Bumblebee Games

A clueless guy trying to make an CRPG with no experience.

Yora

A different Approach to Health and Injury

Yesterday I was thinking how the hit point mechanic in basically all CRPGs and really the vast majority of all videogames with a combat component feels really archaic, and how we should consider it hopelessly outdated. If there were any other ideas that had been introduced in games in the last 40 years. Hit points as a mechanic to track how much a character can endure in a fight before being felled by a mortal injury were fine when Dungeons & Dragons came out in 1977. It's easy to calculate in your head and keep track of with pencil notes while you play. And it made real sense to use the same approach for videogames, back when games were typed by hand and looked like this. But you'd think with nearly half a century of videogame innovation and the unbelievable increase in processing power, this simplistic and crude mechanic would have become obsolete decades ago. Instead, it's still basically the universal default that nobody even seems to question. That isn't to say that it's a bad mechanic and that all the games that use it should have been using something else instead. But its continuing ubiquity is really quite puzzling…

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Yora

Stealth Archer Metroidvania

Four weeks ago I spontaneously decided that I want to learn making a videogame. And it would be an isometric RPG like Baldur's Gate, Fallout, or Albion, because those looked technologically much simpler and like creating assets and environments would go much quicker. But the more I was planning out a roadmap for what kind of work would have to be done to make such a game, it's been starting to look at lot like the degree of challenge and amount of work to be done won't actually be meaningfully simpler and faster compared to taking on a first person 3D game. Whatever time savings there might be from going with an isometric perspective probably would be eaten up by the amount of writing that would have to be done for such a narrative-heavy type of game. And while I think most challenges with animated 3D models and fully 3D environments can be overcome by putting more work into them, unsatisfying writing is something you can't fix with just persistance and determination. And I'm actually not that interested in doing a lot of dialog writing in the first place. So I have decided to explore ideas and concepts for a…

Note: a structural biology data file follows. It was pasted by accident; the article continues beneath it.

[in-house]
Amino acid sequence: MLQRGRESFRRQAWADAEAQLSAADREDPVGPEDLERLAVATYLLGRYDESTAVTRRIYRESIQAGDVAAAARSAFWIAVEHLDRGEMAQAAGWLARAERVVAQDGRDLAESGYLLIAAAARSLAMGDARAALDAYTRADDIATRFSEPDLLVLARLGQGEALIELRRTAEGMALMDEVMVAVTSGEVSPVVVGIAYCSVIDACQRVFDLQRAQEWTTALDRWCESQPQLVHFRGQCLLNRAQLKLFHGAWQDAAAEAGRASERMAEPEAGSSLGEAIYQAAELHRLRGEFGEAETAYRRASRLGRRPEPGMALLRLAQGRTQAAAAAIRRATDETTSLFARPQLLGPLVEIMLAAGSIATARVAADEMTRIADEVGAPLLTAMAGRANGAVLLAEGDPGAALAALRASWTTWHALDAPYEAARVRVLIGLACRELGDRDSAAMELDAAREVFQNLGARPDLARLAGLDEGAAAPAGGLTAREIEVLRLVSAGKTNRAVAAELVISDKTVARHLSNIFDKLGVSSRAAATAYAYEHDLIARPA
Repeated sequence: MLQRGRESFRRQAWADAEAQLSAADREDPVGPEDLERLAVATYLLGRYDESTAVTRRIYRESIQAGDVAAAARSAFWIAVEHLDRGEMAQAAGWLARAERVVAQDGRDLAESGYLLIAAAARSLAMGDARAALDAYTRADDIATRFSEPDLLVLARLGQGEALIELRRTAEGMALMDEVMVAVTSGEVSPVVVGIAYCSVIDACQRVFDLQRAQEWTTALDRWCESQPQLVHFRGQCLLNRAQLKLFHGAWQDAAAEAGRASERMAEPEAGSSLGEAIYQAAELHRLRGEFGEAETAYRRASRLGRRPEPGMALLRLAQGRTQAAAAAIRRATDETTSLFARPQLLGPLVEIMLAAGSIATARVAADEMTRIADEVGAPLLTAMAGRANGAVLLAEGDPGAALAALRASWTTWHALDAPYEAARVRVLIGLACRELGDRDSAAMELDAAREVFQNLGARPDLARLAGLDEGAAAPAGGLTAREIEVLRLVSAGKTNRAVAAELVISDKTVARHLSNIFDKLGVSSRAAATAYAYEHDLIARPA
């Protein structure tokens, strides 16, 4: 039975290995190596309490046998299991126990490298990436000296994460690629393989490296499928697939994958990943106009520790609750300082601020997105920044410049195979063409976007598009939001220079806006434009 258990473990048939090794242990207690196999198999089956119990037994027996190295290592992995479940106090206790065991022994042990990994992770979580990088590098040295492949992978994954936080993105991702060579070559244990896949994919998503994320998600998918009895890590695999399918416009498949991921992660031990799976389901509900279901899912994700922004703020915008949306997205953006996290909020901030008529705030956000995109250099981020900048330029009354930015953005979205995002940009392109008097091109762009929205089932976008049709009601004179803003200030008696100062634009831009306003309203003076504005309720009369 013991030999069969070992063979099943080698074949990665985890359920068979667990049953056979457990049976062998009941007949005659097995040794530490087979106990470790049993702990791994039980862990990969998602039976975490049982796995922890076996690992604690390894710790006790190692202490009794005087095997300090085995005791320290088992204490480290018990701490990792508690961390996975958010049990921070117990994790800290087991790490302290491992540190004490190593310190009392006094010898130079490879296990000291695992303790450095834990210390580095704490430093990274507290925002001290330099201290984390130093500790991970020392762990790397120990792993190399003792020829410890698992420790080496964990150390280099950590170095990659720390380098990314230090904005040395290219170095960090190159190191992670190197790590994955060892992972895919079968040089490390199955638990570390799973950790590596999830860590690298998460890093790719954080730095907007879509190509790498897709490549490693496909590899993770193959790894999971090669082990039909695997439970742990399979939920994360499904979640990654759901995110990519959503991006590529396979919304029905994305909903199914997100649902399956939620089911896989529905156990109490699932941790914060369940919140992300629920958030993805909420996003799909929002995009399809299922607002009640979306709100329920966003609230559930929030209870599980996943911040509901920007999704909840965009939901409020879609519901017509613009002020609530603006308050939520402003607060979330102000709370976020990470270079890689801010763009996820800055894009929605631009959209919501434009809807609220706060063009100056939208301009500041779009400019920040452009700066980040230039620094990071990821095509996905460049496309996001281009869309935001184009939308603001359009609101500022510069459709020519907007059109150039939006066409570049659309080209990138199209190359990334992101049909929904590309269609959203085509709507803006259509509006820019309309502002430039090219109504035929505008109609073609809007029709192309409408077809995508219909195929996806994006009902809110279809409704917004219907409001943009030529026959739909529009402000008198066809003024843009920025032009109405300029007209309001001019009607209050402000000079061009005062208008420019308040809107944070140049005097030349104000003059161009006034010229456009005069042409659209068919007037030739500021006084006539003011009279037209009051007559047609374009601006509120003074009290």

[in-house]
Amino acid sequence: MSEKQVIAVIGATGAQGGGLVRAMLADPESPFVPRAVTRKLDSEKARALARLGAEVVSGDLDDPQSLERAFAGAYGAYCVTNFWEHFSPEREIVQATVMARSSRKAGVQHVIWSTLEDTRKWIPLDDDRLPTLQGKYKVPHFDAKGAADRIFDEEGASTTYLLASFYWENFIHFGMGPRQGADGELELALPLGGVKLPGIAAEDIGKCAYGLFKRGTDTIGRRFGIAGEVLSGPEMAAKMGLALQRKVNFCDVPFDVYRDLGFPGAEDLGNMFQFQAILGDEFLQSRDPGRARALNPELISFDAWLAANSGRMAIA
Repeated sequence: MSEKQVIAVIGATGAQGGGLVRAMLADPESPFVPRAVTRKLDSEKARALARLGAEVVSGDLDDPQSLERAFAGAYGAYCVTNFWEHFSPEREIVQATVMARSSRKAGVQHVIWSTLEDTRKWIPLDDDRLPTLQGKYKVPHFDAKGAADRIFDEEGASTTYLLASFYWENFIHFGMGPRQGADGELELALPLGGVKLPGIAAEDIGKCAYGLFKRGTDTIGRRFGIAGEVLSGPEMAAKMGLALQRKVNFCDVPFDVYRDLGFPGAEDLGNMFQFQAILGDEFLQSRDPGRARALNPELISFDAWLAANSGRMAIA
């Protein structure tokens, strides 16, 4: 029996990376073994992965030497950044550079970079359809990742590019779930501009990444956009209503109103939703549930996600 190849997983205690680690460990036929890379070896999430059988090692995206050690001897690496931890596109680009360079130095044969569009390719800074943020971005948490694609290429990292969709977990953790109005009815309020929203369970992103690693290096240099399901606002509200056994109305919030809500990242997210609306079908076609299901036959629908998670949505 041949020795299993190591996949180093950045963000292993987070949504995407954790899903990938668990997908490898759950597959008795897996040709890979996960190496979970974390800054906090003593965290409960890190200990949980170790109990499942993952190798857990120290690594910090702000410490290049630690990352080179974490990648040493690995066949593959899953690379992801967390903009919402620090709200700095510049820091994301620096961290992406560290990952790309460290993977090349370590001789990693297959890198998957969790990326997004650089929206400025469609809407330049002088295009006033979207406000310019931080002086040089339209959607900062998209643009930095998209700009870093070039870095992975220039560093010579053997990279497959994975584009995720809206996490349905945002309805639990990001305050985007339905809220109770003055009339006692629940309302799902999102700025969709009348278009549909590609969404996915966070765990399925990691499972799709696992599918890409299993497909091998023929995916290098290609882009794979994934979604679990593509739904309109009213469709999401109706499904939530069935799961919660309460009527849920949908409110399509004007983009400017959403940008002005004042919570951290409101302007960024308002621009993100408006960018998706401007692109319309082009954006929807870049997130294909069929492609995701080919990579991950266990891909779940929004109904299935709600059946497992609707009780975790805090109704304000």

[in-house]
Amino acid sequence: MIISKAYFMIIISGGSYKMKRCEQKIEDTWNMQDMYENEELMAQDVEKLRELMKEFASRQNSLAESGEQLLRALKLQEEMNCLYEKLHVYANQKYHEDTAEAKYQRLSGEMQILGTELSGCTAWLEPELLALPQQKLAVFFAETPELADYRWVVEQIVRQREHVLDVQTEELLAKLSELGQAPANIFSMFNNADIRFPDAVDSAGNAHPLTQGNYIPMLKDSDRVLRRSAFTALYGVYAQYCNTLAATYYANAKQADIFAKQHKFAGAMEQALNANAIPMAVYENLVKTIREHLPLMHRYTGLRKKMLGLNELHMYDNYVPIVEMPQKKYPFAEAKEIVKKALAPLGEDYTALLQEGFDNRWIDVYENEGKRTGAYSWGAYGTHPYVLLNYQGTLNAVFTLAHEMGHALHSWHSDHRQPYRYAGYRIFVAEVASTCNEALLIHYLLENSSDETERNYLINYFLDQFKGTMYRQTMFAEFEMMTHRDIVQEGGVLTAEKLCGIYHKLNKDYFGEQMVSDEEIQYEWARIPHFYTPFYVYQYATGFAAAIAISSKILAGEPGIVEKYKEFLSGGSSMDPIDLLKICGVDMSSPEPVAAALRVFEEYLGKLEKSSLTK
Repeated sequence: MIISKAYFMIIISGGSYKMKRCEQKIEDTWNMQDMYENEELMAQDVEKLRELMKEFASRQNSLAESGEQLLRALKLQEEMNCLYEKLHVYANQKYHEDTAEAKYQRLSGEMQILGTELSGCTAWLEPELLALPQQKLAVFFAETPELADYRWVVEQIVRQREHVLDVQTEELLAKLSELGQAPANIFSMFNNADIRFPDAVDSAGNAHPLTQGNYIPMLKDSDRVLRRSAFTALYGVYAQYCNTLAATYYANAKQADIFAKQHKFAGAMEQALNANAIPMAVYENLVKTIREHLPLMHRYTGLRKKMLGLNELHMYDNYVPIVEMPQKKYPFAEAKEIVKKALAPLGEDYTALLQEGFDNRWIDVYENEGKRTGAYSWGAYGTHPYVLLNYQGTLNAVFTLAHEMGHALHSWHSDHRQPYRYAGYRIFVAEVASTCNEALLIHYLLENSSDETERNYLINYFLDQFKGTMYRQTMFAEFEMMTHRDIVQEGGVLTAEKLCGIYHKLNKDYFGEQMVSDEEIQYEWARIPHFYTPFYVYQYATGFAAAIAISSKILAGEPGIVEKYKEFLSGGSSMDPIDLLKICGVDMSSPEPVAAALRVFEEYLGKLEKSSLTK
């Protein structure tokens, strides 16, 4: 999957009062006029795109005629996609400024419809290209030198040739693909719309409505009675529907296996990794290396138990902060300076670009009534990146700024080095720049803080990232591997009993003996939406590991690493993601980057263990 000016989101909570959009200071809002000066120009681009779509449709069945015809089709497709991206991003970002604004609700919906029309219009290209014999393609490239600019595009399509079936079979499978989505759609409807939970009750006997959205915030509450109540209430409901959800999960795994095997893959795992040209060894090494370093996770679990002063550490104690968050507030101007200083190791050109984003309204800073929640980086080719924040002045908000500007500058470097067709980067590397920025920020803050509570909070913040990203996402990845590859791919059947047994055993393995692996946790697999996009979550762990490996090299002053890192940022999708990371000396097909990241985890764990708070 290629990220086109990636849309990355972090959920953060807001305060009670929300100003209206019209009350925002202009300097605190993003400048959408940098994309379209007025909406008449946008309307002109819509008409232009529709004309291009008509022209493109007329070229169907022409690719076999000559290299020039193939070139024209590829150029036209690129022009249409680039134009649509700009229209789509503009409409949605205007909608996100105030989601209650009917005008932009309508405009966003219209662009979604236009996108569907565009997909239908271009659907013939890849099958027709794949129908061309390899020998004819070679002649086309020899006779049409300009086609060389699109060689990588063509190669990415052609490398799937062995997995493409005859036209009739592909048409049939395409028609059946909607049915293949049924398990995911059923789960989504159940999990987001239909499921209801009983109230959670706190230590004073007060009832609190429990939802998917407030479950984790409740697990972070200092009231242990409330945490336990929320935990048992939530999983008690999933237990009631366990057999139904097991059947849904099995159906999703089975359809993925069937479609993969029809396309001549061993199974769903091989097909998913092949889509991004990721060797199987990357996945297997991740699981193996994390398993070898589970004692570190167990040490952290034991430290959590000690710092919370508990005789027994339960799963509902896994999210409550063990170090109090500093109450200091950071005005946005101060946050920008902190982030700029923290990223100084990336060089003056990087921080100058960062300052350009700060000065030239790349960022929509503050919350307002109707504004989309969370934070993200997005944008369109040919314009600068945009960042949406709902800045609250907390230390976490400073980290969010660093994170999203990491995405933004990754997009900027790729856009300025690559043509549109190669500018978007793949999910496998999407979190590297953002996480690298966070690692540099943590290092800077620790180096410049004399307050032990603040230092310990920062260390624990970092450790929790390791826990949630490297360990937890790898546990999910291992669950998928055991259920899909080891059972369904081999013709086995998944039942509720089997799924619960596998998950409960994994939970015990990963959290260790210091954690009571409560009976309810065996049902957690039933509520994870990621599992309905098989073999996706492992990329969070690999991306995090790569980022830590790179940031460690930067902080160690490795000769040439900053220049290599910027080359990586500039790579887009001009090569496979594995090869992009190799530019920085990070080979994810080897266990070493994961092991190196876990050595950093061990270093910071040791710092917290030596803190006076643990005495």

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Yora

3 reasons to choose 3D

The idea of making a game with a Baldur's Gate II style look and controls, that takes heavy influences from games like Fallout or Albion is certainly an appealing one. You can do pretty amazing things with this type of game, and I believe that it is on the more technologically simple end of how videogames go. But there are also a number of inherent traits of this kind of RPGs that could be considered downsides for the kind of things that I would really like to see and express in a game of my own. The first thing is that they are either very heavy in combat or dialogs to make up the bulk of the gameplay, often both. A big combat game is something that I explicitly don't want to make. While the degree of violence in most RPGs is pretty tame, the sheer amount of it is almost always staggering. Your average 16-year old RPG protagonist has killed more people with his hands in his two weeks of adventure than the most brutal warlords in all of history. I find violence to be an extremely interesting topic with incredible depth and complexity. But that depth is not…